This idea has been ruminating in my mind for awhile. Today watching a television commercial with my 3 year old I am reminded to explore it some more.
The commercial featured a girl with beautiful long wavy hair. She was dreaming she was a rock star, dancing about on a stage, waving her long locks. Then the commercial promised rock star hair with this certain shampoo product in a purple bottle. Grace was a little mesmerized with the commercial and then demanded to be a rock star. She was even able to articulate that if she put the purple stuff in her hair she'd be a rock star. Wow! Advertising does work. She was a little upset when I told her we wouldn't be purchasing the 'purple stuff'.
Why do we 'lust' and crave so much stuff? We live in a culture of greed and want. Advertisements, the 'American dream', even our government encourage us to buy and spend and want and strive for a 'better' life being a consumer. I've been to cultures where this is not prominent. People aren't concerned about having the newest and the best. Are these people lacking? Actually, in my experience, they seem more content. In these places more 'real' concerns are to be worried about, housing, pay checks, food, a fallen government, violence, to name a few.
Can you imagine, we live in a place where for the most part we are well dressed, well fed, sheltered, and relatively safe on a day to day basis with a functioning government. Yet, we are still unhappy people. Probably because we don't see what we do have because we're too busy looking at things we don't have. We don't appreciate our current wardrobe because the clothes in the store are so much more trendy and well, we all need to fit in with the style of the hour. What about our home? (I'm all for having a cozy, functioning, beautiful home.) How much stuff do we bring into it trying to make our days easier, more beautiful and cozier with those 'cheap fixes' and mass produced items. Six months later there's no emotional attachment or purpose, and well, really it sits there now ugly, taking up space and needs to be replaced. Ok, I'm being kinda extreme here, but only to make my point.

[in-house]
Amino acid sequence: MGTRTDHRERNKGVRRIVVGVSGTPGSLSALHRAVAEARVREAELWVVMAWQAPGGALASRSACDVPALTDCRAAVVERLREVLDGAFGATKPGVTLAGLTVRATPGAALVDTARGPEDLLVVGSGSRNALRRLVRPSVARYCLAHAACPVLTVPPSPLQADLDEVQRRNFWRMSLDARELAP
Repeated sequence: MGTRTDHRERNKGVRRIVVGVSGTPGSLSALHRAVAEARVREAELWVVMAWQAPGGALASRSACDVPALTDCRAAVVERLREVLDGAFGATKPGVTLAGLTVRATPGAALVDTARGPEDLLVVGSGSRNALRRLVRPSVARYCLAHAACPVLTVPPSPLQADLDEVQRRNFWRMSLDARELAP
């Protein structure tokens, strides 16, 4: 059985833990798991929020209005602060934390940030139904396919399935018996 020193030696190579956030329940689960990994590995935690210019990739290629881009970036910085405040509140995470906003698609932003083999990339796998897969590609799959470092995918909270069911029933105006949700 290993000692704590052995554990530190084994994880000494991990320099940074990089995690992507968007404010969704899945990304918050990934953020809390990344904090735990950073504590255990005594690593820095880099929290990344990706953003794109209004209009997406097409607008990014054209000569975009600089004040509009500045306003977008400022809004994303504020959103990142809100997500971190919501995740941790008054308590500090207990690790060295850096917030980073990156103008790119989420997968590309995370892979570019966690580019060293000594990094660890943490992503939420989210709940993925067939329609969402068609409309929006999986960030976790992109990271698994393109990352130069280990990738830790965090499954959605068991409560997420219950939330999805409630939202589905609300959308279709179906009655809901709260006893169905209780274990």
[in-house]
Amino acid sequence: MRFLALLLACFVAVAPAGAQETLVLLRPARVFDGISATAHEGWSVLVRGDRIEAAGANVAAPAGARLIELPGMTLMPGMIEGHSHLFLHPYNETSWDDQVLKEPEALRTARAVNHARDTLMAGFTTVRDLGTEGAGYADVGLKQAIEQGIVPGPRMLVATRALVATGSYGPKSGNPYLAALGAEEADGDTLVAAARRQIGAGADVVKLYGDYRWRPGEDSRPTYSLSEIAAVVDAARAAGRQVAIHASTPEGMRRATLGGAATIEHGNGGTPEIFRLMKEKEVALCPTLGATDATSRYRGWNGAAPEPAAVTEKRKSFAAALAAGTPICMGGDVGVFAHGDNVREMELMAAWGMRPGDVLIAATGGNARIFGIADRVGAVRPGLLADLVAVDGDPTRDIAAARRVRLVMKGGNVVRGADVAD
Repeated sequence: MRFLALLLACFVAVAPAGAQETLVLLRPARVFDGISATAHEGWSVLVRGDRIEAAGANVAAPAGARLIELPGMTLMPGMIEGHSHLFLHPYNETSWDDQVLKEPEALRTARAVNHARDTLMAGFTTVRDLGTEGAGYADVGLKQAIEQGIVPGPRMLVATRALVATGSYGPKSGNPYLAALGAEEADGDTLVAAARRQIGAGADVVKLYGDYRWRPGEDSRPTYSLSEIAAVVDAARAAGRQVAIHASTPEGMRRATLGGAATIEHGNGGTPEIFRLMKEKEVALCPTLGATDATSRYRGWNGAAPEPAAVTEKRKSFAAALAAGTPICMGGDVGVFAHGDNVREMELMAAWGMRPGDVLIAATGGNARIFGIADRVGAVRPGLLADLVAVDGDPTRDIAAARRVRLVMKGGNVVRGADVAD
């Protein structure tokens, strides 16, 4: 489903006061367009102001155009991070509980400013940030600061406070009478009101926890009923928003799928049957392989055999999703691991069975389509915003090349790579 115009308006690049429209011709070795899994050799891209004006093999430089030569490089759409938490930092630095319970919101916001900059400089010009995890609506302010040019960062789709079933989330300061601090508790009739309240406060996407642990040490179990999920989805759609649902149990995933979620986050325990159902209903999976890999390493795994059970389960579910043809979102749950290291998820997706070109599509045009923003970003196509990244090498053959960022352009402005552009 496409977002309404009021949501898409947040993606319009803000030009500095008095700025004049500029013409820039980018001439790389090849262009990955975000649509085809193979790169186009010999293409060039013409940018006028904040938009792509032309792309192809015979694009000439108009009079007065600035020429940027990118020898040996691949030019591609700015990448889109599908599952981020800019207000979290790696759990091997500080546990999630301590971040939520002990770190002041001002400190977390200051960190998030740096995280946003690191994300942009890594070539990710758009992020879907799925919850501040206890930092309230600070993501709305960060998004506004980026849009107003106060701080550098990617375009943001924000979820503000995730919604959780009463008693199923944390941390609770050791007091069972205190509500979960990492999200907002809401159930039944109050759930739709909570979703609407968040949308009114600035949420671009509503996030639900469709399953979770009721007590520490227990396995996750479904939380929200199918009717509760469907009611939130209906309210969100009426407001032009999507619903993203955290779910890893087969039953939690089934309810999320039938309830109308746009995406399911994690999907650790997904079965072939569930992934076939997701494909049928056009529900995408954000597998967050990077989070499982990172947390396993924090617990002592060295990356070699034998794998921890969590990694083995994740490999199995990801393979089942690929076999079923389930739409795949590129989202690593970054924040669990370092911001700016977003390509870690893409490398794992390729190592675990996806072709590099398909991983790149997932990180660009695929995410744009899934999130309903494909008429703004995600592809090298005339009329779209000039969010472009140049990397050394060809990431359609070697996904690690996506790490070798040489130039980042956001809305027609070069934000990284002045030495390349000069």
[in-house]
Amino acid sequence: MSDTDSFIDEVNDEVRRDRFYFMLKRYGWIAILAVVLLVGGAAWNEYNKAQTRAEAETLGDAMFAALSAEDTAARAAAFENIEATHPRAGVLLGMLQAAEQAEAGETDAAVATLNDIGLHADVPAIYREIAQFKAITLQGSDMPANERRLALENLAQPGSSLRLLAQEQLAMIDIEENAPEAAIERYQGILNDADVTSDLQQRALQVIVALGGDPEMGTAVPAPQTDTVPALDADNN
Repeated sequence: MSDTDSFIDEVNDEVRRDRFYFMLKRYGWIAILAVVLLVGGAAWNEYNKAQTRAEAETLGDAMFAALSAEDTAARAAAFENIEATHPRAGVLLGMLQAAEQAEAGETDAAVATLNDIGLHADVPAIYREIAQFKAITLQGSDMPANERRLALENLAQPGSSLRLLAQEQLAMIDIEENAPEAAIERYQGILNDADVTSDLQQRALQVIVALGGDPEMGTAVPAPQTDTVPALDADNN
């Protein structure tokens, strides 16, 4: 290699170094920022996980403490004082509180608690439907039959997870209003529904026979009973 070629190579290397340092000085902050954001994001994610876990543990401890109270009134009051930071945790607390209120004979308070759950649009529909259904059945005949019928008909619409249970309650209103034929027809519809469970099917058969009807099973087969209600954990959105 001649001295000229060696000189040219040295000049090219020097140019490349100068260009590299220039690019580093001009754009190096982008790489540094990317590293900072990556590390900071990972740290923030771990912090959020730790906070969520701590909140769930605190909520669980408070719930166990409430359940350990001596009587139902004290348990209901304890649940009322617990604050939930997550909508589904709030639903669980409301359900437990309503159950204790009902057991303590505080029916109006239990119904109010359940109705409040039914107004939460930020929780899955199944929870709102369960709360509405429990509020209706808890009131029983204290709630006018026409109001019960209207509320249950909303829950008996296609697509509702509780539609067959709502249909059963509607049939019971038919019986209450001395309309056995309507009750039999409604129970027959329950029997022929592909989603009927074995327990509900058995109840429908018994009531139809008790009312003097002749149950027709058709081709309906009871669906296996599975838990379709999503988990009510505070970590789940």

What if we lived in a culture of gratitude? What if there was no one telling us we were lacking in any way, no commercials promising rock star status or underarm deodorant promising true love? What if we were thankful for what we have and really considered every craving or desire and evaluated thoroughly why we want it or feel we need it.
Isn't the Christian culture supposed to be a place of gratitude? Does not Jesus remind us not to worry about what we'll wear? I'm pretty amazed at how this 'gratitude' theme is spreading throughout north American Christendom. I have a few friends now tell/write that they are being more thankful. Also, Ann at Holy Experience and her Gratitude Community. What will happen if gratitude flowed through us and we pointed to God for blessings in our lives? What if we stopped craving/lusting after silly things and focused our attentions on 'real' matters such as poverty, the countless children and women who are sold into sex slavery, or the boys who are forced to be warriors, or....well you get my point. Who is wanting to redirect our attention from God and His people, and the blessings and the potential blessing we can be in this world? Only the evil one, and those who stand to make a profit from our 'wanting'.
First step, be a person of gratitude. Instead of saying 'I want..." saying "I have...I am so thankful!" I'm sure I'll then have more time and energy and money to help those in real need.
Ah, but this is counter cultural, and it is going to be difficult. Spirit lead me.